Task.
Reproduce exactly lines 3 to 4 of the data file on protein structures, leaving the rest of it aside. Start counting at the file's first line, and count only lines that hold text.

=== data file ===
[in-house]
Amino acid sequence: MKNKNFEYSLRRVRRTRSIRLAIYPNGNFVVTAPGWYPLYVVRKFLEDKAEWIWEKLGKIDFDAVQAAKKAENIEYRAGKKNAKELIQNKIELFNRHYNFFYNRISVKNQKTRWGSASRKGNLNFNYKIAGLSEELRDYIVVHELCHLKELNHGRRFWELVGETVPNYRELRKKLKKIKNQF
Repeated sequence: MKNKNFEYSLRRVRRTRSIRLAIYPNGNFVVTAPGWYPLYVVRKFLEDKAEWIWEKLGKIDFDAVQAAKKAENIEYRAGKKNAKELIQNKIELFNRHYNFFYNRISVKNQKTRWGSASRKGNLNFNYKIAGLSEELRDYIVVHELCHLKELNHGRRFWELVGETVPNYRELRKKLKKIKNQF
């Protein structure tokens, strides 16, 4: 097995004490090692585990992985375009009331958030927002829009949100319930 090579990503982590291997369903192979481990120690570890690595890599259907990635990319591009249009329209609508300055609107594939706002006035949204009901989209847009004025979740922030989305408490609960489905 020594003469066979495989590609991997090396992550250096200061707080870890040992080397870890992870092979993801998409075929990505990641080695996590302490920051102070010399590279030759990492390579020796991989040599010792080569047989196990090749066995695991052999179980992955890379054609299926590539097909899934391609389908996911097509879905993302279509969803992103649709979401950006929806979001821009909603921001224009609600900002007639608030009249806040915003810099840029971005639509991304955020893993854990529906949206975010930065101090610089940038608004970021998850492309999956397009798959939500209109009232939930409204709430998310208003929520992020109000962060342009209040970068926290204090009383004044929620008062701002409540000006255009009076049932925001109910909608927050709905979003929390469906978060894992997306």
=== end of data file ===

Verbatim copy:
Repeated sequence: MKNKNFEYSLRRVRRTRSIRLAIYPNGNFVVTAPGWYPLYVVRKFLEDKAEWIWEKLGKIDFDAVQAAKKAENIEYRAGKKNAKELIQNKIELFNRHYNFFYNRISVKNQKTRWGSASRKGNLNFNYKIAGLSEELRDYIVVHELCHLKELNHGRRFWELVGETVPNYRELRKKLKKIKNQF
């Protein structure tokens, strides 16, 4: 097995004490090692585990992985375009009331958030927002829009949100319930 090579990503982590291997369903192979481990120690570890690595890599259907990635990319591009249009329209609508300055609107594939706002006035949204009901989209847009004025979740922030989305408490609960489905 020594003469066979495989590609991997090396992550250096200061707080870890040992080397870890992870092979993801998409075929990505990641080695996590302490920051102070010399590279030759990492390579020796991989040599010792080569047989196990090749066995695991052999179980992955890379054609299926590539097909899934391609389908996911097509879905993302279509969803992103649709979401950006929806979001821009909603921001224009609600900002007639608030009249806040915003810099840029971005639509991304955020893993854990529906949206975010930065101090610089940038608004970021998850492309999956397009798959939500209109009232939930409204709430998310208003929520992020109000962060342009209040970068926290204090009383004044929620008062701002409540000006255009009076049932925001109910909608927050709905979003929390469906978060894992997306």